Rapid electrification and rise of wind and solar drive massive expansion, DNV GL finds

• Electrification of energy demand doubles: 45% in 2050 – 50% of all new cars in Europe are expected to be electrical vehicles in 2027. 80% of global electricity production will come from renewables.

• Major grid infrastructure growth: Total installed power line length and capacity will triple by 2050 to deliver a surge in electricity demand and address the dispersed nature of wind and solar.

• To speed up the transition regulators and politicians need to rethink electricity markets to provide additional flexibility including storage, demand-side response and interconnection capacity.

Rapid electrification of energy demand and the rise of energy from wind and solar sources will lead to massive growth of the world’s electricity transmission and distribution systems. This is one of the main conclusions of DNV GL’s Energy Transition Outlook 2018: Power Supply and Use report, which provides an outlook of the global energy landscape up to 2050.

The report forecasts continuing rapid electrification, with electricity’s share of the total energy demand expected to more than double to 45% in 2050. This is driven by substantial electrification in the transport, buildings, and manufacturing sectors. In the transport sector, the uptake of private electric vehicles (EVs) will continue to escalate rapidly, with 50% of all new cars sold in 2027 in Europe expected to be EVs.

The surge in global electricity production will be powered by renewable sources accounting for an estimated 80% of global electricity production in 2050. As the costs for wind and solar continue to fall, those two energy sources are set to meet most of the electricity demand, with solar PV delivering 40% of electricity generation and wind energy 29%.

The rapid electrification will lead to major expansion of electricity transmission and distribution systems both in the length and capacity of transmission lines. DNV GL predicts that the total installed power line length and capacity will more than triple by 2050.

The system operators’ tasks will become substantially more complex; yet there may well be less energy flowing across the networks, resulting in fixed costs becoming a greater part of the bill.

High fractions of solar and wind will create a need for increased use of market mechanisms and changes to the electricity market fundamentals in many countries. This requires major regulatory intervention. Market based price signals are crucial to incentivize innovation and develop economically efficient flexibility options.

Despite major expansion of high-capital-cost renewables and electricity networks, energy will become more affordable. It is predicted that the total cost of energy expenditure, as a share of global GDP, will fall from 5.5% to 3.1%, a drop by 44%. Absolute energy expenditure will still grow by 30% over the forecast period, to 6 Tn$/yr. DNV GL foresees a shift in costs, from operational expenditure, principally fuel, to capital expenditure. From 2030, more capital expenditures will go into electricity grids and wind and solar than into fossil-fuel projects.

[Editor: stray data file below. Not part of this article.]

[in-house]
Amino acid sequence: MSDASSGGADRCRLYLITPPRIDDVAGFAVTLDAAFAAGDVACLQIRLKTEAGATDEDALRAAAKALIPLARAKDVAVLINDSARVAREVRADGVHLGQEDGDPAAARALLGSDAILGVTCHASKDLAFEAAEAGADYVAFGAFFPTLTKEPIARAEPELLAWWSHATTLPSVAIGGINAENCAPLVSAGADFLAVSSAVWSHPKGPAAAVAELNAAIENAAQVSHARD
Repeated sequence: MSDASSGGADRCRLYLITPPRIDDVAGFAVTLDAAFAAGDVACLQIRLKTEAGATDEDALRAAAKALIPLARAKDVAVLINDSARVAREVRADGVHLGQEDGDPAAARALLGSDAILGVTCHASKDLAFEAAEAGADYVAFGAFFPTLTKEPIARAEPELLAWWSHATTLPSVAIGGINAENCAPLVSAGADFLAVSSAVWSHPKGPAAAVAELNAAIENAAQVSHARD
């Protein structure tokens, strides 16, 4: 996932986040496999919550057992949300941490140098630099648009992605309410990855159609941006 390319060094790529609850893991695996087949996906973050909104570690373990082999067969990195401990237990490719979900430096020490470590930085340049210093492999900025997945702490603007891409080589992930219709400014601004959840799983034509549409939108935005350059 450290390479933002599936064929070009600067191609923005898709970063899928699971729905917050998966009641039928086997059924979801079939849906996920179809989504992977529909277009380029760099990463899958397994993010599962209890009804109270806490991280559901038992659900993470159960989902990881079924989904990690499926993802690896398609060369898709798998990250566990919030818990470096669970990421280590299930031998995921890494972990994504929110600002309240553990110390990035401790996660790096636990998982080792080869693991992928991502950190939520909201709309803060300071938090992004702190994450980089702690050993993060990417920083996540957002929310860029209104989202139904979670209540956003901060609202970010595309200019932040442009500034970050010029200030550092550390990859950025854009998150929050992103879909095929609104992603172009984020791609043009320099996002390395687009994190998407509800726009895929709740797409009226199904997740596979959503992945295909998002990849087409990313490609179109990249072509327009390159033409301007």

Despite the positive outlook on the expansion of renewable energy and the electrification of key sectors, the energy transition will not be fast enough to meet global climate targets. In fact, DNV GL found that the first emission-free year will be 2090, if the energy transition continues at the pace predicted in its report.

“The Energy Transition Outlook has some very encouraging findings, and the good news is that the energy transition is achievable and affordable. However, the rapid transition we are predicting is still not fast enough to achieve the goal of the Paris Climate Agreement,” commented Ditlev Engel, CEO of DNV GL’s Energy business. “If we are to decarbonize the world’s energy system at the required speed, we need to adapt and automate our electricity grids, and regulators and politicians will need to re-think, re-shape and take major policy decisions about market models.”
The full Energy Transition Outlook ‘Power Supply and Use’ report is available for a free download at eto.dnvgl.com. This publication is part of DNV GL’s suite of Energy Transition Outlook reports

How is the Energy Transition Outlook derived?
DNV GL has designed a model of the world’s energy system encompassing demand and supply of energy globally, and the use and exchange of energy within and between ten world regions. The core of this is a system-dynamics feedback model. The model incorporates the entire energy system — from source to end use — and simulates how its components interact.

About DNV GL

DNV GL is a global quality assurance and risk management company. Driven by our purpose of safeguarding life, property and the environment, we enable our customers to advance the safety and sustainability of their business. We provide classification, technical assurance, software and independent expert advisory services to the maritime, oil & gas, power and renewables industries. We also provide certification and supply chain services to customers across a wide range of industries. Operating in more than 100 countries, our experts are dedicated to helping customers make the world safer, smarter and greener.

DNV GL in the power and renewables industry
DNV GL delivers world-renowned testing and advisory services to the energy value chain including renewables and energy management. Our expertise spans onshore and offshore wind power, solar, conventional generation, transmission and distribution, smart grids, and sustainable energy use, as well as energy markets and regulations. Our experts support customers around the globe in delivering a safe, reliable, efficient, and sustainable energy supply.

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